What are the actual consequences of not calling "super.init()" in an NSObject subclass's designated initializer?

What are the actual consequences of not calling "super.init()" in an NSObject subclass's designated initializer?

In trying to figure out a memory leak, I noticed the following code in the superclass of the class of the instance that is being leaked, which is a Swift NSObject subclass with @objcmembers:

    override public required init() {
        // empty
    }

However Apple's documentation says you "must" not do this:

In a custom implementation of this method, you must invoke super’s Initialization then initialize and return the new object.

So ... why does this compile if you must not do it? And what are the consequences of actually not calling "super.init()" here?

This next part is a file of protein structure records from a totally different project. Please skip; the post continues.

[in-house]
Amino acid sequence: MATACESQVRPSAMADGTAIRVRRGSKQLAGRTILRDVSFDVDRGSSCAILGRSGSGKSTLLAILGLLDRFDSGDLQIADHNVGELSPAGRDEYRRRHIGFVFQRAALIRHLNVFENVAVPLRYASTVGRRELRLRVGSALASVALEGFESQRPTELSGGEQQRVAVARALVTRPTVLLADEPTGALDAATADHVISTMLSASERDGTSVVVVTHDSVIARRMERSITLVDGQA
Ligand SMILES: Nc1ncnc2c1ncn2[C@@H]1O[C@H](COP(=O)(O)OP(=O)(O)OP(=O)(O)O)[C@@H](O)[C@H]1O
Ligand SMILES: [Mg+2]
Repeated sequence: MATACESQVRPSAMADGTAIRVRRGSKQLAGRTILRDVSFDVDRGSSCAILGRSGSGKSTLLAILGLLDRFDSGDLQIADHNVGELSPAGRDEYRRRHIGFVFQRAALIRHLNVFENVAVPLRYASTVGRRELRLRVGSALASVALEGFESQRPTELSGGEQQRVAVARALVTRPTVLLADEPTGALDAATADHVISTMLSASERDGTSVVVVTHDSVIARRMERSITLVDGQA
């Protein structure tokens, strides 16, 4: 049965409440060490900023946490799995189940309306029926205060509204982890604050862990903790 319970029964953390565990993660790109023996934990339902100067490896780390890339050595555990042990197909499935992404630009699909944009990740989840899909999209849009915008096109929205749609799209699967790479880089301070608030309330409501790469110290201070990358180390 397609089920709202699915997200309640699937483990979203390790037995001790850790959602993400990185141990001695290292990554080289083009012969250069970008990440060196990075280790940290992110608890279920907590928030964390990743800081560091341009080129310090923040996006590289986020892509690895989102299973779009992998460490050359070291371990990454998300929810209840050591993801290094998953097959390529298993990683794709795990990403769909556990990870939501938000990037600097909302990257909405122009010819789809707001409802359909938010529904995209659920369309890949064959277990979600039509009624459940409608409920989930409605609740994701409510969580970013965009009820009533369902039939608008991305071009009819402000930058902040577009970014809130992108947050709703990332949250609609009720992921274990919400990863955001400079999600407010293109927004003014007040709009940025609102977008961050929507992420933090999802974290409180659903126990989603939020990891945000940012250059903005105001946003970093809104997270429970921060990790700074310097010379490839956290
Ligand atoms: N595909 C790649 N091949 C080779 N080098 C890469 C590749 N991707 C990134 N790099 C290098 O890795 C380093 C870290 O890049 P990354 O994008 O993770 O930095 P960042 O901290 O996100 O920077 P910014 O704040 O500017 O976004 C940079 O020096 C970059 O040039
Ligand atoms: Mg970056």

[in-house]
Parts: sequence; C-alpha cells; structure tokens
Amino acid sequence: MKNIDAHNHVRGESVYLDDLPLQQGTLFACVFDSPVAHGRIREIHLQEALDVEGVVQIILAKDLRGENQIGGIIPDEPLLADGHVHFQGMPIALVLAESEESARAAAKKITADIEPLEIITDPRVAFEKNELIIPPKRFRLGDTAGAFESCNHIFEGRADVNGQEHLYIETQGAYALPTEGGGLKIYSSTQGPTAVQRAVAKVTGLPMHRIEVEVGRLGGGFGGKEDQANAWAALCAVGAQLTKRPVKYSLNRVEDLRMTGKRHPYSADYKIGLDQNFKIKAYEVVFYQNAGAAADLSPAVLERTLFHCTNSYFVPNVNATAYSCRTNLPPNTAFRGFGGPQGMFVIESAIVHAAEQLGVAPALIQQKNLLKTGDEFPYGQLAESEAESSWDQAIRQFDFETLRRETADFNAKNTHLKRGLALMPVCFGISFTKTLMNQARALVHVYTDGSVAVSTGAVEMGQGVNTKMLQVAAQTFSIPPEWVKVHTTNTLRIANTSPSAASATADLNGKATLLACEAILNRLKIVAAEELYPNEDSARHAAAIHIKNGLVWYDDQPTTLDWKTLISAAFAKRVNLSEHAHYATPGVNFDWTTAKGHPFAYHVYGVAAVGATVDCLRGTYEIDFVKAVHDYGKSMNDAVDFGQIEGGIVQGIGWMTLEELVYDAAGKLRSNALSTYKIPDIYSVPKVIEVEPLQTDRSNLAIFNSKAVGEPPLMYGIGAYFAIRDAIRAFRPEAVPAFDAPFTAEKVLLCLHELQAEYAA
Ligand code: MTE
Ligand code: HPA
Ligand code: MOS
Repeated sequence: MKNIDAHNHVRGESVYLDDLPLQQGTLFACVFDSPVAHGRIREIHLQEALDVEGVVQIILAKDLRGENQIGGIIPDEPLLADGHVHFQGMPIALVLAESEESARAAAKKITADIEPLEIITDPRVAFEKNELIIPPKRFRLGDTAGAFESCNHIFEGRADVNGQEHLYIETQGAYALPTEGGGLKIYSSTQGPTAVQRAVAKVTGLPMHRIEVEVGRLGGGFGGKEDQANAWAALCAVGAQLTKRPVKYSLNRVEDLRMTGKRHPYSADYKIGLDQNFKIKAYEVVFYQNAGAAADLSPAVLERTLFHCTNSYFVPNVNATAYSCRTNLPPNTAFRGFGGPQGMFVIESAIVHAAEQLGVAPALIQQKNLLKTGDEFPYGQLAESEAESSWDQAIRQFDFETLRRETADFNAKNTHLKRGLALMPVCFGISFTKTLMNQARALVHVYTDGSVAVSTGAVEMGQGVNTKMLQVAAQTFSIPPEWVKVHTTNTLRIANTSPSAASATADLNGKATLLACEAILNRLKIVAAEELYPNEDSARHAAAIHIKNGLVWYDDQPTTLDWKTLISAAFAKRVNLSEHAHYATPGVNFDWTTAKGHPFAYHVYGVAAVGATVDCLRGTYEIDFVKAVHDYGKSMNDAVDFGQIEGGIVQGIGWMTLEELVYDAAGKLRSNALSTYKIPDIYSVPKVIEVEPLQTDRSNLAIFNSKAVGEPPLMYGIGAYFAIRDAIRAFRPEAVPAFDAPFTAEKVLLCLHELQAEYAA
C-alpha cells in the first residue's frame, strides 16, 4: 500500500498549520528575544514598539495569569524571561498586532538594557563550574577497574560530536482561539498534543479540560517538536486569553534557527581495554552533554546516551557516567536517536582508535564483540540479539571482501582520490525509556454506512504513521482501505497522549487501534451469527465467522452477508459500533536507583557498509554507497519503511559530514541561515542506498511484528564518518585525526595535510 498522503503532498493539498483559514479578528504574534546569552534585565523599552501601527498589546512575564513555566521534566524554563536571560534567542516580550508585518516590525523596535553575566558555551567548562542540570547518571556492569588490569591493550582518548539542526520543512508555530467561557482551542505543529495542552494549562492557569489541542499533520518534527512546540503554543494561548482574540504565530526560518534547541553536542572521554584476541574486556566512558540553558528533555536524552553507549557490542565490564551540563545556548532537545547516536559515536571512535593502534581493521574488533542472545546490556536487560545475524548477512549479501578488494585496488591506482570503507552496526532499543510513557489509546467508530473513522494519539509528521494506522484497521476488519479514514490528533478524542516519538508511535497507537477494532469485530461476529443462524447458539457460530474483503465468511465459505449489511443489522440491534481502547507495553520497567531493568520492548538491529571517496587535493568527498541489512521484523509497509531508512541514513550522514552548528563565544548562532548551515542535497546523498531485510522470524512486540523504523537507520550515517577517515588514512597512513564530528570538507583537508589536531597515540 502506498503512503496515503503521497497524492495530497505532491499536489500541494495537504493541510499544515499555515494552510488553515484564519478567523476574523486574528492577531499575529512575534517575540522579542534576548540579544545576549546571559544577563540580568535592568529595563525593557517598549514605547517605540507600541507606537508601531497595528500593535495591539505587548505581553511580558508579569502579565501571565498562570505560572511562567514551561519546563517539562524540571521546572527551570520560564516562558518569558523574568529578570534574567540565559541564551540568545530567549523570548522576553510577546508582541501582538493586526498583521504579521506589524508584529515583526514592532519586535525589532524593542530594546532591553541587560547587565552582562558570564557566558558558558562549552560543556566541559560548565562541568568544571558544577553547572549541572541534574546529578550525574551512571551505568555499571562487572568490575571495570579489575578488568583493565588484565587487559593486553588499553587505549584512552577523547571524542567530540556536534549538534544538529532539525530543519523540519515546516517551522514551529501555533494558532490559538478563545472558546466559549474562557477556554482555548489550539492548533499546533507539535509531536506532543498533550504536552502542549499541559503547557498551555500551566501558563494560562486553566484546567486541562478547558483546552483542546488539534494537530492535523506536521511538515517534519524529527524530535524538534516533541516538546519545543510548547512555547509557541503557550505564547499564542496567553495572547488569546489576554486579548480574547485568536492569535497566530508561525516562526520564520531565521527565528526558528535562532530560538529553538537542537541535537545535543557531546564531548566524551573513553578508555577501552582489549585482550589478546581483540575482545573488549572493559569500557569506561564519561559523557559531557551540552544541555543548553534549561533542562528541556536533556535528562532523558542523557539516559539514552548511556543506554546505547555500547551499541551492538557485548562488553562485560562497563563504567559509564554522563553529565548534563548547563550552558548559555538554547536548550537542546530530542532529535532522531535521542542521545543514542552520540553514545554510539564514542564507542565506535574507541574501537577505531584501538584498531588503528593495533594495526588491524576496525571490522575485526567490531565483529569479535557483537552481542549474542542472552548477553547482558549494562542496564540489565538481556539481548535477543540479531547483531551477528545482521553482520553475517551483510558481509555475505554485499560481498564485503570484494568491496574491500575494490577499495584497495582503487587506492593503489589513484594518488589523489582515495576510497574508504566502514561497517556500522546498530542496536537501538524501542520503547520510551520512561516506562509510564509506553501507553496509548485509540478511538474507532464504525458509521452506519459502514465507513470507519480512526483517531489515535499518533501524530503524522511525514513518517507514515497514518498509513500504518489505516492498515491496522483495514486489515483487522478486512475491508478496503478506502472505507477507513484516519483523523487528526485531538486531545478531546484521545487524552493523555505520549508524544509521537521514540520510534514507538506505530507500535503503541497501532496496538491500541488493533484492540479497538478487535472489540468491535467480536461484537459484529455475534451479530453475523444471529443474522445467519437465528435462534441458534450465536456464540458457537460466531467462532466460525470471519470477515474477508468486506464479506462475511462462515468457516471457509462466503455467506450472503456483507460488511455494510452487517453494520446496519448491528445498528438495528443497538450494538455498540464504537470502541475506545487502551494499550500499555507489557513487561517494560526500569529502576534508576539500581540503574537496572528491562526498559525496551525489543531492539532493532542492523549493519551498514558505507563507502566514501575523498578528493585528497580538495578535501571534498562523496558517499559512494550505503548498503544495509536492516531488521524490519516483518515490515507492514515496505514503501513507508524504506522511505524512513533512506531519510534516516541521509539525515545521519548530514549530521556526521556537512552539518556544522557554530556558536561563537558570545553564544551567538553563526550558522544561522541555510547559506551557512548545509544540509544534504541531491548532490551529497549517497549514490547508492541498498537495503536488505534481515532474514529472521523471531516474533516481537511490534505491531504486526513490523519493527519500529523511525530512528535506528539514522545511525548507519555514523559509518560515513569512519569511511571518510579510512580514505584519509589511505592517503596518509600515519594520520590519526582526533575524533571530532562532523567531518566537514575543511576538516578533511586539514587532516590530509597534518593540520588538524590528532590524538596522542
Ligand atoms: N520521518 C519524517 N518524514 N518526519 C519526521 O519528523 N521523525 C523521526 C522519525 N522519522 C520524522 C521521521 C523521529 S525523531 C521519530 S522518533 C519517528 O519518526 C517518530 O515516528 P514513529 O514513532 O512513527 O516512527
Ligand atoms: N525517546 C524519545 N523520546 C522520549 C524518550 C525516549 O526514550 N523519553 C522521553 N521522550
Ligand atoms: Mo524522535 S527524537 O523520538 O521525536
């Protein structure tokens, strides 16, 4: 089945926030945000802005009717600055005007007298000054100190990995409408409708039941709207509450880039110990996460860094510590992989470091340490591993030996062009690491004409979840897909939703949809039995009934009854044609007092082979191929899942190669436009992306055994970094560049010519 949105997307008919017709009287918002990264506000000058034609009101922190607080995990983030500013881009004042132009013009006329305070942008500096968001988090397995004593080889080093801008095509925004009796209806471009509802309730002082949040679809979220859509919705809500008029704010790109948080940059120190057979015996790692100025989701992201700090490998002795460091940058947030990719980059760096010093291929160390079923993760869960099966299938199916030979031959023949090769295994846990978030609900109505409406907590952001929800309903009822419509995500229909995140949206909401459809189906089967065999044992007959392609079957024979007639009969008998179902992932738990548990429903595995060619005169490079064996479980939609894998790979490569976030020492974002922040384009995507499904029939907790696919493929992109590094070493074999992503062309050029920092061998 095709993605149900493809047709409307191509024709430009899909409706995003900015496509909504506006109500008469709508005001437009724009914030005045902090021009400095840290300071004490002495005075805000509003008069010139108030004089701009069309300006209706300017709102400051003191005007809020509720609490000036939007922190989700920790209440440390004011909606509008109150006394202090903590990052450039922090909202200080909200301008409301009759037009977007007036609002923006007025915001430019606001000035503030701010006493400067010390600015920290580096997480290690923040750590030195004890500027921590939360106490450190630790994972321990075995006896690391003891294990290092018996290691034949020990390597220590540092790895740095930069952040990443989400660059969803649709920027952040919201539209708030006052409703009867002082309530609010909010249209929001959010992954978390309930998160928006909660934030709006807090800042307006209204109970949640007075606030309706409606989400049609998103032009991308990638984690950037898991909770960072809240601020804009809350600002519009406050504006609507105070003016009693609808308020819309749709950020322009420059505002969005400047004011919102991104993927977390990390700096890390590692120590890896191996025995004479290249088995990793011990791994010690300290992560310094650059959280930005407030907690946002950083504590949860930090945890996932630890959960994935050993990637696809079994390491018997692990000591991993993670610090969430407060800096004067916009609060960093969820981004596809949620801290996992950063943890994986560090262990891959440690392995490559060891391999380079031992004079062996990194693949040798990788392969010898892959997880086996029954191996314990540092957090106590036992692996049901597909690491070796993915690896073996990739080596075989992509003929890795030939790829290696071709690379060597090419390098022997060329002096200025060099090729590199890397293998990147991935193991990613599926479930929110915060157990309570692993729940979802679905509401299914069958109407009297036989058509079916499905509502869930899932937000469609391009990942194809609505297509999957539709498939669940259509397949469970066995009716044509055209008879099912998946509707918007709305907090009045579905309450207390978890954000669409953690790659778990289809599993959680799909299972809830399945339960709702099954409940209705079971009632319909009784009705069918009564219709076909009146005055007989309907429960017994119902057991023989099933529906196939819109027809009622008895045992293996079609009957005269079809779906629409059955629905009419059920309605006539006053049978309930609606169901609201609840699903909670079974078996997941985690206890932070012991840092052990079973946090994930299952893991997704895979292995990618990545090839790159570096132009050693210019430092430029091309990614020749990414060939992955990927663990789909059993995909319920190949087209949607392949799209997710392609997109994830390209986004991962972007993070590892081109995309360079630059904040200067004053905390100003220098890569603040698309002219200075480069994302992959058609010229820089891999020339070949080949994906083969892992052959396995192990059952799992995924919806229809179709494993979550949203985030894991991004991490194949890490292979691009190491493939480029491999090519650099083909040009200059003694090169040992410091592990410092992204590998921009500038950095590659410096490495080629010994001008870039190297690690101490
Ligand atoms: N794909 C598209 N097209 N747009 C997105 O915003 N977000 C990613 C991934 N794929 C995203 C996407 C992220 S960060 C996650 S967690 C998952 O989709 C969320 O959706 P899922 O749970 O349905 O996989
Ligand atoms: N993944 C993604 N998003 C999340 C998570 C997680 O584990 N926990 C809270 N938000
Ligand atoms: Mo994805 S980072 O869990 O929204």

Like, could this explain a memory leak?

In the Obj-C world, it's well known that -[NSObject init] does nothing except return self, and there's no chance that this could change because too much historical code relies on the known behavior.

In Swift, it's conceivable that not following the exact Swift initializer pattern might mess things up in Swift-specific ways, but I believe that for subclasses of NSObject the compiler actually inserts super.init() for you, so you don't need it explicitly.

However, on that last point, I may be misremembering something, so hopefully someone who has the details at their fingertips will jump in and tell you exactly.

So, I don't think this has any chance of causing a memory leak.

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